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Fiber can Fight Diabetes

Fiber Choices
Fiber Choices

Eating fiber has been shown to provide many long-term health benefits, but Americans are only eating about half as much as they should every day. Americans eat so little fiber that the bacteria in their gut is starving for more. Now researchers have found that eating more fiber can create beneficial changes in as little as two weeks.

The University of California Irvine did a study on 26 people. Researchers increased the fiber intake from an average of 21 grams a day to a little over 46 grams a day. Because fiber is a carbohydrate, the research subjects’ carbohydrate intake went up. However, the calories, fat and protein amounts didn’t significantly change.

Researchers analyzed the gut microbiome of the participants before and after. The scientists found that it caused a “significant impact ...on microbial community composition.” In other words, just increasing fiber for two weeks made a “significant” change on the participant’s guts.

The study was too short to determine if the changes in the guts of the subjects made any long-term difference on their health. But since the changes happened so fast, researchers did point to at least two groups of people that could get immediate benefits from the higher fiber diet; nursing home residents and cancer patients. More fiber could potentially reduce their risk of C. difficile infection.

Increasing fiber intake could have the most impact in contexts where low gut microbial diversity increases the risk of C. difficile infection, such as for nursing home residents and cancer patients or after antibiotic treatment.”

In 2017, the Finnish Diabetes Prevention Study discovered another reason why more fiber was helpful. When you eat more fiber, your gut makes more of an anti-inflammatory chemical called indolepropionic acid. Here’s how that works.

Whole grains’ fiber stimulates gut bacteria. That bacteria takes protein-rich foods and converts the amino acid tryptophan into indolepropionic acid.

That’s important because participants in the Finnish study who did not develop diabetes had much higher blood levels of indolepropionic acid. That compound, indolepropionic acid, helps improve insulin sensitivity and increase insulin production, two things that protect against developing type 2 diabetes.

There was another benefit. Indolepropionic acid was also associated with lower levels of inflammation throughout the body, protecting against heart disease.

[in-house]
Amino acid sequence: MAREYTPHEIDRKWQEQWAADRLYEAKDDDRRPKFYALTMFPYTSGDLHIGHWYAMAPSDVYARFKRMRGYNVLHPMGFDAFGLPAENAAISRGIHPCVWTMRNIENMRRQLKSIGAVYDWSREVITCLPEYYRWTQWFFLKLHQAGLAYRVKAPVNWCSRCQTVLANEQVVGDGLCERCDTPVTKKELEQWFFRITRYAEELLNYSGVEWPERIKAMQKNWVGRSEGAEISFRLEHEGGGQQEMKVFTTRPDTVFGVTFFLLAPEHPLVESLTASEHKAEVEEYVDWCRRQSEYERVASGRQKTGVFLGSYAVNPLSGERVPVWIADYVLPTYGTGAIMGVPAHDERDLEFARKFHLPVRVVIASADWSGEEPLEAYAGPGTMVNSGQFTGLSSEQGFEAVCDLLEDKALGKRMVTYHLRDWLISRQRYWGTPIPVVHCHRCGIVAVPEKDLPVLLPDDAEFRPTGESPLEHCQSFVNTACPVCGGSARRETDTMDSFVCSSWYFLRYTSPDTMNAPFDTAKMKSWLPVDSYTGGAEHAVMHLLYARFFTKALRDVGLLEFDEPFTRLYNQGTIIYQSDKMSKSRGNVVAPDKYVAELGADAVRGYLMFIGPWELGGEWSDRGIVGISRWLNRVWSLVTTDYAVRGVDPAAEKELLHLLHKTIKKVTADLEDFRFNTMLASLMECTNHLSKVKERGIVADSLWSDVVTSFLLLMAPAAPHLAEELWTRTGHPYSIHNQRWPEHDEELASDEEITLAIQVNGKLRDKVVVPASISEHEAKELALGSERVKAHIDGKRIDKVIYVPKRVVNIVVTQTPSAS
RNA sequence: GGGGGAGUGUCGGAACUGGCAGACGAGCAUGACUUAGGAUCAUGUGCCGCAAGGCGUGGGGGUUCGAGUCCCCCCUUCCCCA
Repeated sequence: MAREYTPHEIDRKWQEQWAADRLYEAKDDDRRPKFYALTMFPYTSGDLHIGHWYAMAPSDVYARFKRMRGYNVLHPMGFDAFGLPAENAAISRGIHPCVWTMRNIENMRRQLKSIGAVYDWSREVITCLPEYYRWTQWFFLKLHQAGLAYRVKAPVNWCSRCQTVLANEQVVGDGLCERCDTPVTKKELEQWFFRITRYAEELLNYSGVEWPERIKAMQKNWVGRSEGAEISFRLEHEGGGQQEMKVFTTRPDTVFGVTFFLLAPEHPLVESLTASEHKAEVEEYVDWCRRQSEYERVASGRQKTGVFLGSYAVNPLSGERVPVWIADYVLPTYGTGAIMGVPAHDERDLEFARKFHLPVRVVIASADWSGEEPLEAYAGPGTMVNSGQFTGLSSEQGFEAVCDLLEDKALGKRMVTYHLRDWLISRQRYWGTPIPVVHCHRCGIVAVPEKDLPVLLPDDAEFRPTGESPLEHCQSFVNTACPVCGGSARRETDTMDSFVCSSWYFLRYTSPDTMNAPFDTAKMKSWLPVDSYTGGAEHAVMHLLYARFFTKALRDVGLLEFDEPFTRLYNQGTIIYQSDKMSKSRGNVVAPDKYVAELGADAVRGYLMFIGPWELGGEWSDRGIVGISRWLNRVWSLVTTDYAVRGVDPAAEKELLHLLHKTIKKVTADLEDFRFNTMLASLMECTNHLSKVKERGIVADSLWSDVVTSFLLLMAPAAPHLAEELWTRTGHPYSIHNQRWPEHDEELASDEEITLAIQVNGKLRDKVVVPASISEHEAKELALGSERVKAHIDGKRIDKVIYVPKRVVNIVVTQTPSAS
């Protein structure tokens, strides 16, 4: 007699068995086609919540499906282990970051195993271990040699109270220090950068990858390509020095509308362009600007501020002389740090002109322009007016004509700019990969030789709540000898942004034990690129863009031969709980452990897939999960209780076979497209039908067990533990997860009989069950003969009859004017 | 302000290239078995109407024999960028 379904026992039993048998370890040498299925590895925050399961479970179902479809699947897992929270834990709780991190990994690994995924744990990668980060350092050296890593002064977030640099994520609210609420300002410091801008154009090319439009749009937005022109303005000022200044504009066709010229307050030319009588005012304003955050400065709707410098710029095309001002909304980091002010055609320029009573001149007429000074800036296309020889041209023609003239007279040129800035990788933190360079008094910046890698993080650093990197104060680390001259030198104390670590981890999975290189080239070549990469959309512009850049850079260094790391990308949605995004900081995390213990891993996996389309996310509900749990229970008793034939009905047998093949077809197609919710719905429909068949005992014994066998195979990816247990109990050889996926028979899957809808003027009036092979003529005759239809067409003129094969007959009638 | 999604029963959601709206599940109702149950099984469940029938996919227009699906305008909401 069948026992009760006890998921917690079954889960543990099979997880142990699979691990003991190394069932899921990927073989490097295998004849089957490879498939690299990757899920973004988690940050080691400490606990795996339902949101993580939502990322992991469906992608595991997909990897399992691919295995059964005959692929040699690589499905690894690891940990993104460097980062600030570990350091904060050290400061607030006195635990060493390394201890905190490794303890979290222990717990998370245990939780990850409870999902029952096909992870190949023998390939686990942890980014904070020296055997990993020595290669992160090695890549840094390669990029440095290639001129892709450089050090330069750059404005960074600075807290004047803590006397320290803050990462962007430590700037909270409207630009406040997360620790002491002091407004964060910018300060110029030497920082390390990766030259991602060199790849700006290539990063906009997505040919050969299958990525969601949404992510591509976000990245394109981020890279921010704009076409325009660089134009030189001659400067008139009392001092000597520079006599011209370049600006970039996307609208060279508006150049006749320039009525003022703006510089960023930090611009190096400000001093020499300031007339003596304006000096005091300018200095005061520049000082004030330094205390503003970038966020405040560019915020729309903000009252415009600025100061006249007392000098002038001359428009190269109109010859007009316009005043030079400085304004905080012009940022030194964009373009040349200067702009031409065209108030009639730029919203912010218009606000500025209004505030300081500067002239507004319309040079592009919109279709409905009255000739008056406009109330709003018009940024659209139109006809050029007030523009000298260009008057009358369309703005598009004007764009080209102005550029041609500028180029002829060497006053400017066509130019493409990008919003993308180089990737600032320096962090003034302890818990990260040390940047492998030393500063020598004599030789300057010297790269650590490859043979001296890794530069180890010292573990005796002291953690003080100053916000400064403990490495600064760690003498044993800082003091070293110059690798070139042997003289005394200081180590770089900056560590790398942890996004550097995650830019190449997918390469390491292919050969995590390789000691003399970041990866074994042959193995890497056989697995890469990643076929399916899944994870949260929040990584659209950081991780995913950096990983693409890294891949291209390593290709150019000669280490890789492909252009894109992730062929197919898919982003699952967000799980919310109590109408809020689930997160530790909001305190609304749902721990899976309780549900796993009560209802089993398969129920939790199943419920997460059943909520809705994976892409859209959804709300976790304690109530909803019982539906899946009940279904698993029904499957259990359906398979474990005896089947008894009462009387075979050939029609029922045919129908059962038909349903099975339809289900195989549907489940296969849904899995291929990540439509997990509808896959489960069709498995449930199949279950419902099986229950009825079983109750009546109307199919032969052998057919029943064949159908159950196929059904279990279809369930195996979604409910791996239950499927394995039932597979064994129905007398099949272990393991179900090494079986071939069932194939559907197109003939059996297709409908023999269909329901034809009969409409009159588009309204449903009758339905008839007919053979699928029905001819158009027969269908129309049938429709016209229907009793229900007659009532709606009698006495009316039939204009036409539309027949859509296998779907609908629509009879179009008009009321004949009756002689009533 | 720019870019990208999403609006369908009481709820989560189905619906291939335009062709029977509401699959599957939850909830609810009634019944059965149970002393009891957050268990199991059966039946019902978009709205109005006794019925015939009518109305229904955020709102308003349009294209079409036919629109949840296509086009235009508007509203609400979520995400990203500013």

Between these two studies, researchers found that increasing fiber in your diet can lead to a healthier gut, lower your risk of infection, reduce your chances of developing type 2 diabetes and protect against heart disease. All of those confirm similar studies that have been taking place over the last 30 years.

The tragic problem with modern dieters is that many think all carbohydrates are bad. Here’s where people get confused. Both sugar and fiber are carbohydrates. You have to learn to ignore the carbohydrates listed on the label and concentrate on SUGAR and FIBER separately.

According to the World Health Organization, a healthy person should get no more than 6-10% of their total calories from sugar. That works out to between 40 and 55 grams of sugar per person per day.

According to the National Academy of Science’s Institute of Medicine, the amount of fiber you should take in varies by your gender and age. Here’s what they suggest.

Age 18 - 50
51 and Over
Men   38 grams   30 grams
Women   25 grams   21 grams

Under the age of 18, use the "age plus five" rule for fiber intake. A 6-year-old would need 11 grams daily (6+5=11) and a 12-year-old would need 17 grams (12+5=17).

Remember those numbers are the minimums, so taking in more, as long as you don’t exceed your calories for the day, is fine.

Look for whole-grain products like whole-wheat bread, oatmeal, rye and barley. Eat vegetables and fruit at least twice a day. Start now, and you’ll see benefits in as little as two weeks.

Reference Links:

High-Fiber, Whole-Food Dietary Intervention Alters the Human Gut Microbiome but Not Fecal Short-Chain Fatty Acids

Andrew Oliver, Alexander B. Chase, Claudia Weihe, Stephanie B. Orchanian, Stefan F. Riedel, Clark L. Hendrickson, Mi Lay, Julia Massimelli Sewall, Jennifer B. H. Martiny, Katrine Whiteson and Janet K. Jansson, Editor
American Society for Microbiology - mSystems March 16, 2021 | https://msystems.asm.org/content/6/2/e00115-21

Click Here for the Study


Indolepropionic acid and novel lipid metabolites are associated with a lower risk of type 2 diabetes in the Finnish Diabetes Prevention Study

Vanessa D. de Mello, Jussi Paananen, Jaana Lindström, Maria A. Lankinen, Lin Shi, Johanna Kuusisto, Jussi Pihlajamäki, Seppo Auriola, Marko Lehtonen, Olov Rolandsson, Ingvar A. Bergdahl, Elise Nordin, Pirjo Ilanne-Parikka, Sirkka Keinänen-Kiukaanniemi, Rikard Landberg, Johan G. Eriksson, Jaakko Tuomilehto, Kati Hanhineva & Matti Uusitupa
Nature.com Scientific Reports 11 April 2017 | https://www.nature.com/articles/srep46337

Click Here for the Study

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